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I am leading one effort to address NASA@work's problems. Please feel free to contact me at home for more information. Interest from people inside the NASA firewall would be most welcome.
--Jriley 14:22, 11 December 2011 (UTC)
NASA@work Self Description section
The subsection about "What is NASA@work" is written as if addressing NASA employees. I will change it to fit the point of view of general readers. Farred 14:52, 11 December 2011 (UTC)
Thanks for the input. The sections written in that voice are direct quotes from NASA documents. --Jriley 18:24, 11 December 2011 (UTC)
- Since you mention here that the section is a direct quote and make that clear by adding quotation marks to the text, I ought to undo my previous changes. Farred 17:27, 13 December 2011 (UTC)
Your changes read better than the original but the original was a cut-and-paste job from a NASA press release. --184.108.40.206 22:08, 13 December 2011 (UTC)
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The Three Blocked New Challenges
I entered three New Challenges to NASA@work through the fall of 2011. All were blocked. They were:
1. A Place for Open Design -- This is a lengthy study of how people do technical design and the case for reworking NASA@work into a Wiki format. Through suggestions from many people reached by person contact, this New Challenge is now 24 pages long and in an outline format with pictures, equations, and graphs and 3 pages of references.
2. The Future of NASA -- This New Challenge looks at the situation NASA's primary customers, the American people, must face in the 21st century and develops justifications for NASA primary projects from that prospective. Again, now in outline form with pictures, graphs, and three pages of references.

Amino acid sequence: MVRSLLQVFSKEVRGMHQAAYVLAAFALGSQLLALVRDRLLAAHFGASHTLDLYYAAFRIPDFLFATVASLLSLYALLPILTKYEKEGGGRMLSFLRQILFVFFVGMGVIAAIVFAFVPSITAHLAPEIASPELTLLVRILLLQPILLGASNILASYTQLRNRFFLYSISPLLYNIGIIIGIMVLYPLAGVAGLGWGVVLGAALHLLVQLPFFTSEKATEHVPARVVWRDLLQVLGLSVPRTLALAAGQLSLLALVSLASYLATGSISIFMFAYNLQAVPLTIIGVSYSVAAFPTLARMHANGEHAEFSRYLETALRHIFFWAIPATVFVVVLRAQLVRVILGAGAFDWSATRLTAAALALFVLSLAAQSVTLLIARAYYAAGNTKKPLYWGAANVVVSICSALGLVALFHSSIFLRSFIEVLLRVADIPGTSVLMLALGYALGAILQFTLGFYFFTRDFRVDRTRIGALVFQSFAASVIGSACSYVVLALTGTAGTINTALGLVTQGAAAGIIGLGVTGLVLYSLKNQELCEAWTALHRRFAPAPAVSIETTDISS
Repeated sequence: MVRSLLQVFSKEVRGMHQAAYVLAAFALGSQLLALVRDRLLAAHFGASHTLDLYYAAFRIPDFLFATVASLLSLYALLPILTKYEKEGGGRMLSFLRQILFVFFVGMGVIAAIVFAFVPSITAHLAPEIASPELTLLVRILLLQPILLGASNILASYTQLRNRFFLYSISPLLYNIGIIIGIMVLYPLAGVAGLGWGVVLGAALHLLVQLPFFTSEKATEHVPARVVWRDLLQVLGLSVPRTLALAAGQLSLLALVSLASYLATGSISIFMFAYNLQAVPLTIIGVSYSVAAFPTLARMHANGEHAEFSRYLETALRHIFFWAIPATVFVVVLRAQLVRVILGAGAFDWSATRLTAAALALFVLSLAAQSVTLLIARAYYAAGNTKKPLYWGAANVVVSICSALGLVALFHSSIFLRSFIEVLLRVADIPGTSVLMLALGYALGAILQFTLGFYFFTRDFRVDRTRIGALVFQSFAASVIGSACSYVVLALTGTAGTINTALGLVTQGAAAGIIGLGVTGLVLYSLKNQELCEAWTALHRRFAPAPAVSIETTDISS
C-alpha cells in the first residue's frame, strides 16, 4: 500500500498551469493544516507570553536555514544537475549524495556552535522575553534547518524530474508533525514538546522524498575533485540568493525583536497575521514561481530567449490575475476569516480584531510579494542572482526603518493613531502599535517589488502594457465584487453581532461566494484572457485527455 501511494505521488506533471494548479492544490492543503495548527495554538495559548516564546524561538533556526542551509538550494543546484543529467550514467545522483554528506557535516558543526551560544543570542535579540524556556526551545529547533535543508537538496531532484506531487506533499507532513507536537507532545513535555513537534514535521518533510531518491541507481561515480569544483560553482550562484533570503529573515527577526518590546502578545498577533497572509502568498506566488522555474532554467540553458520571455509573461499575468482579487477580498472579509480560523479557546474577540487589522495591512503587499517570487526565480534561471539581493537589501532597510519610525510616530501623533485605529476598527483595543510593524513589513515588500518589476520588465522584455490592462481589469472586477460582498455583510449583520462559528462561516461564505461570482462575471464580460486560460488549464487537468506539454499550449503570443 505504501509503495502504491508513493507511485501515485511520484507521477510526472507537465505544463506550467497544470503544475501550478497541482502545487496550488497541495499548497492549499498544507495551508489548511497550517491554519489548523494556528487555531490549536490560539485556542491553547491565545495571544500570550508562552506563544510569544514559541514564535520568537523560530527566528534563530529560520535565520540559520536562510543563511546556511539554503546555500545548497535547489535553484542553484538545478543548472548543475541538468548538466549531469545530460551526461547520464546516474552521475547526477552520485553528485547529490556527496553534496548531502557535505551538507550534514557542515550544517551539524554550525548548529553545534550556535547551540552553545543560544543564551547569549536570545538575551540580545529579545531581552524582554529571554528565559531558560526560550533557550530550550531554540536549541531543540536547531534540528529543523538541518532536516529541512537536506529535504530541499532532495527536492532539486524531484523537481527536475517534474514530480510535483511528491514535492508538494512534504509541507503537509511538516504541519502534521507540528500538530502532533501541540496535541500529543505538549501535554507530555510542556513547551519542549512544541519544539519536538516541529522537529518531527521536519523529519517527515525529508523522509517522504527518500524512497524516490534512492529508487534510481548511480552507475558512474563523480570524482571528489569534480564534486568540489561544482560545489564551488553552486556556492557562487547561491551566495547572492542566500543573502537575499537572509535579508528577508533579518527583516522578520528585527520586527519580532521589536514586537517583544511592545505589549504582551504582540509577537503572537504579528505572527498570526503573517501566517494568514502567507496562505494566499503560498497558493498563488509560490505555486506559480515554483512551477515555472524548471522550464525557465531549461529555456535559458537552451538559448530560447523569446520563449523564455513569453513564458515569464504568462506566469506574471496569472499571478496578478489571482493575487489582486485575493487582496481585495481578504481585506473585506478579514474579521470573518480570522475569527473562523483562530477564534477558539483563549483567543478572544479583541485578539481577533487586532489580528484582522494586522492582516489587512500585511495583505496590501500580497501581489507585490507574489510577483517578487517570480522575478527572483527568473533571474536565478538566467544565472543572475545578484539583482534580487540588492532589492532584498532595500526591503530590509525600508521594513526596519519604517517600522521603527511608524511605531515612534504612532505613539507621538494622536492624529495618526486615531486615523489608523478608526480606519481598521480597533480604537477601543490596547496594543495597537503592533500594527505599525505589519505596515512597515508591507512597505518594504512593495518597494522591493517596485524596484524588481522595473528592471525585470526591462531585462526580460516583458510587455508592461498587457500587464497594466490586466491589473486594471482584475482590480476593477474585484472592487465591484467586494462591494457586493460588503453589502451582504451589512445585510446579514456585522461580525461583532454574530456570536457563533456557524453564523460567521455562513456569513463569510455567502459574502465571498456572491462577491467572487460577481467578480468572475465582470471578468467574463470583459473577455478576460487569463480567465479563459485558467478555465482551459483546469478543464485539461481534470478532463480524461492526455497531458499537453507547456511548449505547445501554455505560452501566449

3. We Symbiotes -- This New Challenge looks at the effect on human space exploration if we consider ourselves as symbiotes of our machines. It is intended to be out-of-box. Again, now in outline form, with and pictures and references.
No reason for the blocking was given but my best guess is that it is fear of controversy. I do not see how one can expect to solve great problems if we are not even allowed to talk about them.
If anyone here would like to comment on any of these New Challenges, please drop me an email. If there is interest, I could enter them as Lunapedia entries.
--Jriley 18:49, 11 December 2011 (UTC)
Why were challenges rejected?
I have ideas about why your proposed challenges might have been rejected for publishing on NASA@work, and what we can do with them. Let us start with the We Symbiotes idea. First, considering ourselves symbiotes of our machines does not technically fit the definition of the word symbiotes as machines are currently made. Symbiotes are a pair of dissimilar organisms that live together in more or less intimate mutual dependence. Machines cannot fit the definition of symbiote because they are not alive. They would at least need to be capable of self-replication to be considered alive. It seems that people could make self-replicating machines in the not too distant future if we try, but keeping our machines dependent upon our instructions seems prudent to me for centuries into the future. We could instead consider humanity and our machines as a single self-replicating system, as E.M. Forster did in his 1909 science fiction story The Machine Stops. This would avoid the problem of suggesting machines are alive. NASA is sensitive about suggestions of non-conventional living things since the Richard Hoover affair in which his paper claimed fossils of micro-organisms were found in a meteorite. It might be true but the evidence was not widely accepted as being convincing. What I consider useful in thinking of men and machines together as a self-replicating system is that it opens the door to considering which technologies are essential for the system to self-replicate, and which technologies can be discarded as redundant. Particularly, this view is applicable to colonies on Luna, Mars, and in free space. If you think this line is worth discussing, we could later take up the other ideas in turn. Farred 23:39, 14 December 2011 (UTC)